AI can significantly address the challenges mentioned above to reduce time, efforts, and cost for firms as well as deepen and increase the ability of accountants to manage huge volumes of data and information – and to benefit from the new analytical abilities of AI solutions to identify hitherto hidden anomalies. AI can help accountants live up to the accountability demands and provide greater assurance to clients and regulators.
How is AI transforming accounting
It’s important to understand that, despite fears promoted in sci-fi movies, AI is not displacing the role of the accountant. Rather, AI works alongside people, automating large and mundane tasks, and assisting with decision making when the data set is too large or complex. In chess, a common myth is that an AI player can outperform a human, but the reality is that a human-AI combination beats an AI machine alone.
As stated in a survey of 100 CEOs and over 1000 banking employees, 77% plan to use AI to “automate tasks to a large or very large extent in the next three years.”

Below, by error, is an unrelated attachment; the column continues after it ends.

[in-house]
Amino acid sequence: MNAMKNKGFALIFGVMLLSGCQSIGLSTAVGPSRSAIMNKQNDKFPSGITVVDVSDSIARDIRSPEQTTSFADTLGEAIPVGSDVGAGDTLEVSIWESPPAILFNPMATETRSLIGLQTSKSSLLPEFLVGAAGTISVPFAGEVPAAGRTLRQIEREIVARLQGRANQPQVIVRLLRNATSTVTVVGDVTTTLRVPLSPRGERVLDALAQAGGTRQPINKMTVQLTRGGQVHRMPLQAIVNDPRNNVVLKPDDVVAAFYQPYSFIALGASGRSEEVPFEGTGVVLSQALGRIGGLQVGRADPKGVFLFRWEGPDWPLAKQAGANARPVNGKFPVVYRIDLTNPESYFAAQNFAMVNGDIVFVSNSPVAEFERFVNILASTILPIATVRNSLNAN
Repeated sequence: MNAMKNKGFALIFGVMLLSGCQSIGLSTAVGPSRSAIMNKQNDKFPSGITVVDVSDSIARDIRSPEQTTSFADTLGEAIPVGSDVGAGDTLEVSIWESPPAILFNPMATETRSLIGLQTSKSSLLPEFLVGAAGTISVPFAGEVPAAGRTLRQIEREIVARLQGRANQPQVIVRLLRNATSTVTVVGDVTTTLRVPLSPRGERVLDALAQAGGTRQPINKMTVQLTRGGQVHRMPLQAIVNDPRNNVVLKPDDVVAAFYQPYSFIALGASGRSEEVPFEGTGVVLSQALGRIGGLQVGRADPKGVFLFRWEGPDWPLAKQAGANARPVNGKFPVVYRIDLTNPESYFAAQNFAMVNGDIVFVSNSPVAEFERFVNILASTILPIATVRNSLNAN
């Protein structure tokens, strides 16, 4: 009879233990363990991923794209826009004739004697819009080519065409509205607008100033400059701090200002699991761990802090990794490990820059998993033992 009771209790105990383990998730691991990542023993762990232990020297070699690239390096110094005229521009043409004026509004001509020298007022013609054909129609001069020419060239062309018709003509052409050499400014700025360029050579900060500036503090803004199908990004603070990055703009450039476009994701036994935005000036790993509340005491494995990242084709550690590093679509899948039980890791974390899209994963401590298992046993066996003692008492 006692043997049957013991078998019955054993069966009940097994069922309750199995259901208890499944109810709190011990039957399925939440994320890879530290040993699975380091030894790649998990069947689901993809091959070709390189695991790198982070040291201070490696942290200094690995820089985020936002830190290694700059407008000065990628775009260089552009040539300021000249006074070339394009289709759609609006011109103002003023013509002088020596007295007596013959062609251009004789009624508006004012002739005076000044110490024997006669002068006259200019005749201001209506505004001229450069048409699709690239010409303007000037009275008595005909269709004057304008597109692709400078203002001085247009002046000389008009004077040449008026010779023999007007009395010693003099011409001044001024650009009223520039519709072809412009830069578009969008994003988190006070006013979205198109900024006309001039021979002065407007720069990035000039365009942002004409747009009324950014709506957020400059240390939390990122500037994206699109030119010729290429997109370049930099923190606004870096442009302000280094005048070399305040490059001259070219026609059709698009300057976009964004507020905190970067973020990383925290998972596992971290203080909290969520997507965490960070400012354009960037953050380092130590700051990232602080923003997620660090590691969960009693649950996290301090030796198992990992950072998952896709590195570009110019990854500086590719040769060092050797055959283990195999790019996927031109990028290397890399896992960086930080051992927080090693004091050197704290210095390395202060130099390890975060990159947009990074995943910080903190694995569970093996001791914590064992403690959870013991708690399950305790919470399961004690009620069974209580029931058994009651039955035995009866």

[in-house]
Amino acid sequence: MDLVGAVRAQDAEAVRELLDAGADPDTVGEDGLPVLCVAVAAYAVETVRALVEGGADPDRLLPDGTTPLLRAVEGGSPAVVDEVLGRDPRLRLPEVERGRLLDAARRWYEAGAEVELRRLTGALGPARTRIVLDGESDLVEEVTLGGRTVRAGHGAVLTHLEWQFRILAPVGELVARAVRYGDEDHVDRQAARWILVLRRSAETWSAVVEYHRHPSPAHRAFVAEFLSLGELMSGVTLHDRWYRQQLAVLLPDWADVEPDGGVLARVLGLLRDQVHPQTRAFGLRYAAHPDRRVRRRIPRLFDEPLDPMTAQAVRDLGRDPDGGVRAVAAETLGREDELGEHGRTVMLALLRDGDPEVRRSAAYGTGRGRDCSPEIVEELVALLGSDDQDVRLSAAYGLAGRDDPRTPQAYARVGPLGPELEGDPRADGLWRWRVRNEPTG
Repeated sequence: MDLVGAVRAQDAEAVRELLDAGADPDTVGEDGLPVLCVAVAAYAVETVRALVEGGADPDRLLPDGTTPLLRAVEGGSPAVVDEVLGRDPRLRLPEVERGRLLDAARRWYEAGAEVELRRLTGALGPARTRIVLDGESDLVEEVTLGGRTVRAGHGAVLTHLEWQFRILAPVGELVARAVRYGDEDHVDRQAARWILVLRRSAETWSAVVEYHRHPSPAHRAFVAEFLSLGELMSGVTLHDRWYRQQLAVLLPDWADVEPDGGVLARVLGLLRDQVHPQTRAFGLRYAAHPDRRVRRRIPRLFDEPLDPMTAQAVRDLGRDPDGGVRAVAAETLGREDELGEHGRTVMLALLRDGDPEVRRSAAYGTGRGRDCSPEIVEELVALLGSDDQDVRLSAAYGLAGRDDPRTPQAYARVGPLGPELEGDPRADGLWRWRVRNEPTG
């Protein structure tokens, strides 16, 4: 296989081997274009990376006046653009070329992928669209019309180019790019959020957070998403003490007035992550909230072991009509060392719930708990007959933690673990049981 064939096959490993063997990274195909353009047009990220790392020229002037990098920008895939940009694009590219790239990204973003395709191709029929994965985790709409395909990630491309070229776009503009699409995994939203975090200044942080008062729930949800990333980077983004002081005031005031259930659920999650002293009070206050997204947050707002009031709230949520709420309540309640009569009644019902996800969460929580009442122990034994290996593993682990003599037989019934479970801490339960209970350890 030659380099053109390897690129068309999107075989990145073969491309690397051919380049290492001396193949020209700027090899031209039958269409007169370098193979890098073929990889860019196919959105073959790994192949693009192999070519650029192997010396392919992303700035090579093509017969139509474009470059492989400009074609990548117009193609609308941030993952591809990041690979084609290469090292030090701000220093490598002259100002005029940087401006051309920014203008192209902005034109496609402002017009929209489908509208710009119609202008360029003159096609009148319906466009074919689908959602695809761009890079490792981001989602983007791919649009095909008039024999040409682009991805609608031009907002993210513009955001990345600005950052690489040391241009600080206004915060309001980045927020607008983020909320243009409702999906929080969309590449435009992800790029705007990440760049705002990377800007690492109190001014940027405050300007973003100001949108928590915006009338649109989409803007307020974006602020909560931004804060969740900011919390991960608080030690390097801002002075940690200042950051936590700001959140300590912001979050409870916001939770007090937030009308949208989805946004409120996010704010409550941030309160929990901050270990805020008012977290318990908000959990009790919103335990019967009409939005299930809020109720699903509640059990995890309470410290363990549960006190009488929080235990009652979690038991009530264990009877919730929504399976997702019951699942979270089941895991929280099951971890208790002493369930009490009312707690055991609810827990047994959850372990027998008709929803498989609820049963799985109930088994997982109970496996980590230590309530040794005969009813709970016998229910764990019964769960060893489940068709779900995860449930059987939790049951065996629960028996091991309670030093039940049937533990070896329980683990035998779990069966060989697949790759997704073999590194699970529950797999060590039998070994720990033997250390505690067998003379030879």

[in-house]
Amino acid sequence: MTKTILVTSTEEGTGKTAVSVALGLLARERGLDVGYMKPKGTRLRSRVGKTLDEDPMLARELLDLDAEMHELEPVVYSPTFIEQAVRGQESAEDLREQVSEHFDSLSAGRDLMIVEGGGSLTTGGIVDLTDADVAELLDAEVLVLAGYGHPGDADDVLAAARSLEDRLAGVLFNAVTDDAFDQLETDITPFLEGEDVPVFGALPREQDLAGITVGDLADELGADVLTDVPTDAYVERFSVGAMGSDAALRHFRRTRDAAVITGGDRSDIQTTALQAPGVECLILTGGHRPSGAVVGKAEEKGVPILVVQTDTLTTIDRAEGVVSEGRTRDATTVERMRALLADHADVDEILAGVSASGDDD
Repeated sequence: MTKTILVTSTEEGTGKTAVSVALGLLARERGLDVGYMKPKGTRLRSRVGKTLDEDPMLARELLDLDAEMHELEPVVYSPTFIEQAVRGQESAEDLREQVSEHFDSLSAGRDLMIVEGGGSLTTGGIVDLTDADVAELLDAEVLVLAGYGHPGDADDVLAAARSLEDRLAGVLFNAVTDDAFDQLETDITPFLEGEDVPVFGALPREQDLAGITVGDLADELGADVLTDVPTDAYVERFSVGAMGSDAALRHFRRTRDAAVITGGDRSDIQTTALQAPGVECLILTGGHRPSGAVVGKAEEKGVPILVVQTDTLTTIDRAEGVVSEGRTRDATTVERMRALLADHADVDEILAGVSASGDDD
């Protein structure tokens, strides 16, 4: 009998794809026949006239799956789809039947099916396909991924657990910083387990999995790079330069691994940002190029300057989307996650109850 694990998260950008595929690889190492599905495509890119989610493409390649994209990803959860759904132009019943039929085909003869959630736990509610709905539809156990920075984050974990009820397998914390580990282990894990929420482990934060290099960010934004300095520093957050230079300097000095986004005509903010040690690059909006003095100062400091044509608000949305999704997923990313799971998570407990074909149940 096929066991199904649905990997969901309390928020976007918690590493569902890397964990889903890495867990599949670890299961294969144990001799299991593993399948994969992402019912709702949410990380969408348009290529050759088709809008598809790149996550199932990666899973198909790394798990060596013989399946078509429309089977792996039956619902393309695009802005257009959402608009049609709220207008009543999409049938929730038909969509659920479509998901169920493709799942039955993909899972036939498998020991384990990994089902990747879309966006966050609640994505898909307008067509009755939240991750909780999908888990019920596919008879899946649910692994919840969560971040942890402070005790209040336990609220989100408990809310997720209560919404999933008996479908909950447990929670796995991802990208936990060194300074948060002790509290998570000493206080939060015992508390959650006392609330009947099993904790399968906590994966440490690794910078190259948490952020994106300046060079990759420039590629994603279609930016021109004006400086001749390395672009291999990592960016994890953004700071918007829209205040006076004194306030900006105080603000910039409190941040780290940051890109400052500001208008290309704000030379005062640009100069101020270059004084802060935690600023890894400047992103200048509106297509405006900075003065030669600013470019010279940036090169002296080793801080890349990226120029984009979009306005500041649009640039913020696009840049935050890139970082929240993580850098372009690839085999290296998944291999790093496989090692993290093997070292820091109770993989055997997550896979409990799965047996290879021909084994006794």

AI is transforming how business is done, adding value to traditional practices and boosting engagement velocity for audit, fraud detection, regulatory compliance, and more. By enabling accountants to dive deep into 100% of the data set and extract insights, clients can be advised with better evidence and more confidence.
AI is helping accountants improve the accuracy and quality of transactional data right at the data creation stage by deriving intelligence from historical, even client-specific data. At the same time, this “transactional judgment/decision-making” help that AI gives to the accountants while processing accounting transactions is also speeding up the transactional work to the levels of efficiency not seen before. These factors alone are directly helping accounting firms grow both the top-line and the bottom-line, by being able to serve more clients within existing resources as well as reducing the cost per unit of work produced by the firm.
AI is moving the audit process from hindsight, in looking at the rear-view mirror of the past year, to providing operational insight and offering foresight of the operations in the near future.
AI will not replace accountants and auditors, but accountants and auditors that use AI can replace those that don’t.